Document Detail

Abdominal aortic hemodynamic conditions in healthy subjects aged 50-70 at rest and during lower limb exercise: in vivo quantification using MRI.
MedLine Citation:
PMID:  12801616     Owner:  NLM     Status:  MEDLINE    
The prevalence of atherosclerosis in the abdominal aorta increases with age and is hypothesized to be related to adverse hemodynamic conditions including flow recirculation and low wall shear stress. Exercise has been shown to modulate these adverse conditions observed in the infrarenal aorta of healthy young subjects at rest. A custom magnetic resonance (MR)-compatible stationary cycle, an open MRI, and custom image processing software were used to quantify hemodynamic conditions in the abdominal aorta at rest and during cycling exercise in healthy subjects aged 50-70 years. The subjects increased their heart rate from 63+/-8 bpm at rest to 95+/-12 bpm during cycling exercise. Supraceliac blood flow increased from 2.3+/-0.4 to 6.0+/-1.4 l/min (P<0.001) and infrarenal flow increased from 0.9+/-0.3 to 4.9+/-1.7 l/min (P<0.001) from rest to exercise. Wall shear stress increased from 2.0+/-0.7 to 7.3+/-2.4 dynes/cm(2) at the supraceliac level (P<0.001) and 1.4+/-0.8 to 16.5+/-5.1 dynes/cm(2) at the infrarenal level (P<0.001) from rest to exercise. Flow and shear oscillations present at rest were eliminated during exercise. At rest, these older subjects experienced lower mean wall shear stress at the supraceliac level of the aorta and greater oscillations in wall shear stress as compared to a group of younger subjects (23.6+/-2.2 years). Compared to the younger subjects, the older subjects also experienced greater increases in mean wall shear stress and greater decreases in wall shear stress oscillations from rest to exercise.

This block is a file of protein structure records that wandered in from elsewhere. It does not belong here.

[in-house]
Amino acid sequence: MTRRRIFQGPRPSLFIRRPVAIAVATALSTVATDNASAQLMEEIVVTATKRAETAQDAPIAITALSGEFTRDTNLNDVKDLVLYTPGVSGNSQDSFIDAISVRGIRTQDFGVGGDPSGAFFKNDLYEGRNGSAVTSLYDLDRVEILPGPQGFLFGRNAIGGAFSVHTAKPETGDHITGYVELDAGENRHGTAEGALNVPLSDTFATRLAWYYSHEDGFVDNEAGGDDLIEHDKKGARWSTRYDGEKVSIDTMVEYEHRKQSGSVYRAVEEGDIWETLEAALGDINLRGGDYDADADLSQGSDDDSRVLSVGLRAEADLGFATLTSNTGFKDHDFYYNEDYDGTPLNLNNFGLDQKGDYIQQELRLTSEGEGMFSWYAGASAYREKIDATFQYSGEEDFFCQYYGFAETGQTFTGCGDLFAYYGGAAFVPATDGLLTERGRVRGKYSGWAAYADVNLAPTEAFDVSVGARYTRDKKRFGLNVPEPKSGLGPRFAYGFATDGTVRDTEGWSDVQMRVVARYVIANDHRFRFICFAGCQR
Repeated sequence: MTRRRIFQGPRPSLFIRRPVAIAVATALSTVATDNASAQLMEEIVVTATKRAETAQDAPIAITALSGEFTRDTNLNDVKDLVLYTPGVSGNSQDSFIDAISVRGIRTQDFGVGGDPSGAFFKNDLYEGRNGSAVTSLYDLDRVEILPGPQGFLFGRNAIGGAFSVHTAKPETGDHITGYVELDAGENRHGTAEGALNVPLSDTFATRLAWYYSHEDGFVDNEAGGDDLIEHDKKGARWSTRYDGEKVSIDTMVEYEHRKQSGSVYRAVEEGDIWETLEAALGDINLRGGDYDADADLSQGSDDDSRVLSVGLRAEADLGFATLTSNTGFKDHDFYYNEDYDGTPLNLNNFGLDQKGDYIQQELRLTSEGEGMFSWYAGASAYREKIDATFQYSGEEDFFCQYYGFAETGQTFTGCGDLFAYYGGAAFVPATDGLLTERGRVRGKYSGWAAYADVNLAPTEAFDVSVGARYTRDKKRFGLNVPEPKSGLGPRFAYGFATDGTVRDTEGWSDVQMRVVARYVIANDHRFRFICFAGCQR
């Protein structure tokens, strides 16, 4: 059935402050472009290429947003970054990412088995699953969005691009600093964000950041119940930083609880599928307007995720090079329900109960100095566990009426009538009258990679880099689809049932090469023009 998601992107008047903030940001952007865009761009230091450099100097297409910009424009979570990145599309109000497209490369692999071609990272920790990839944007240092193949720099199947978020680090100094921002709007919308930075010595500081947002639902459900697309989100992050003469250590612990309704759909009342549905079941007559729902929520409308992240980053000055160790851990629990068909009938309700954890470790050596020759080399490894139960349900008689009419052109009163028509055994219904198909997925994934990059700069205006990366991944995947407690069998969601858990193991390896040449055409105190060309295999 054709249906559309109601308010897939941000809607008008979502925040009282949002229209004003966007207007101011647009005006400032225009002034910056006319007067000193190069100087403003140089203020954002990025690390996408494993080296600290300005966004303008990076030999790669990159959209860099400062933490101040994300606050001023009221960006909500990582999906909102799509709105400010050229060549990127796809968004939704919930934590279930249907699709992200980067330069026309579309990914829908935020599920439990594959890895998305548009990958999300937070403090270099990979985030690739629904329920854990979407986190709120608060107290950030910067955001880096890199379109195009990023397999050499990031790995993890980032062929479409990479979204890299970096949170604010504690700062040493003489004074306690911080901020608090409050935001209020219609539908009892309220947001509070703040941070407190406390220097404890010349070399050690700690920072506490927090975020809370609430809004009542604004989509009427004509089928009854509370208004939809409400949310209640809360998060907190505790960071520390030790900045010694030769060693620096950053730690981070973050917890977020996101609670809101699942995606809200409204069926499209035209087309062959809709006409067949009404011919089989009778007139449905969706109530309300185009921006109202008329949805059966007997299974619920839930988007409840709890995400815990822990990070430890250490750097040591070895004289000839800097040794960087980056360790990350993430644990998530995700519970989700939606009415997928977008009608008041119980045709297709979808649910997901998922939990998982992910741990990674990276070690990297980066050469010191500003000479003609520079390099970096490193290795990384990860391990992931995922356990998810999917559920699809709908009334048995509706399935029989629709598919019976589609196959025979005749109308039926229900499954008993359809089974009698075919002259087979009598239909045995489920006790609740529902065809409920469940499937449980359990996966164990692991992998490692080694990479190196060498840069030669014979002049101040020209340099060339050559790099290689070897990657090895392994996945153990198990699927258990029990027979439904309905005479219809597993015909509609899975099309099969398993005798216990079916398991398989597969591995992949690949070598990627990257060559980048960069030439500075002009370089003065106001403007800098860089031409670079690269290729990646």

Christopher P Cheng; Robert J Herfkens; Charles A Taylor
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Publication Detail:
Type:  Comparative Study; Journal Article; Research Support, Non-U.S. Gov't; Research Support, U.S. Gov't, P.H.S.    
Journal Detail:
Title:  Atherosclerosis     Volume:  168     ISSN:  0021-9150     ISO Abbreviation:  Atherosclerosis     Publication Date:  2003 Jun 
Date Detail:
Created Date:  2003-06-12     Completed Date:  2003-11-07     Revised Date:  2007-11-15    
Medline Journal Info:
Nlm Unique ID:  0242543     Medline TA:  Atherosclerosis     Country:  Ireland    
Other Details:
Languages:  eng     Pagination:  323-31     Citation Subset:  IM    
Department of Mechanical Engineering, Standford University, Stanford, CA, USA.
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MeSH Terms
Aging / physiology*
Aorta, Abdominal / physiology*
Exercise / physiology*
Hemodynamics / physiology
Leg / physiology*
Magnetic Resonance Imaging
Middle Aged
Reference Values
Regional Blood Flow / physiology
Stress, Mechanical
Grant Support

From MEDLINE®/PubMed®, a database of the U.S. National Library of Medicine

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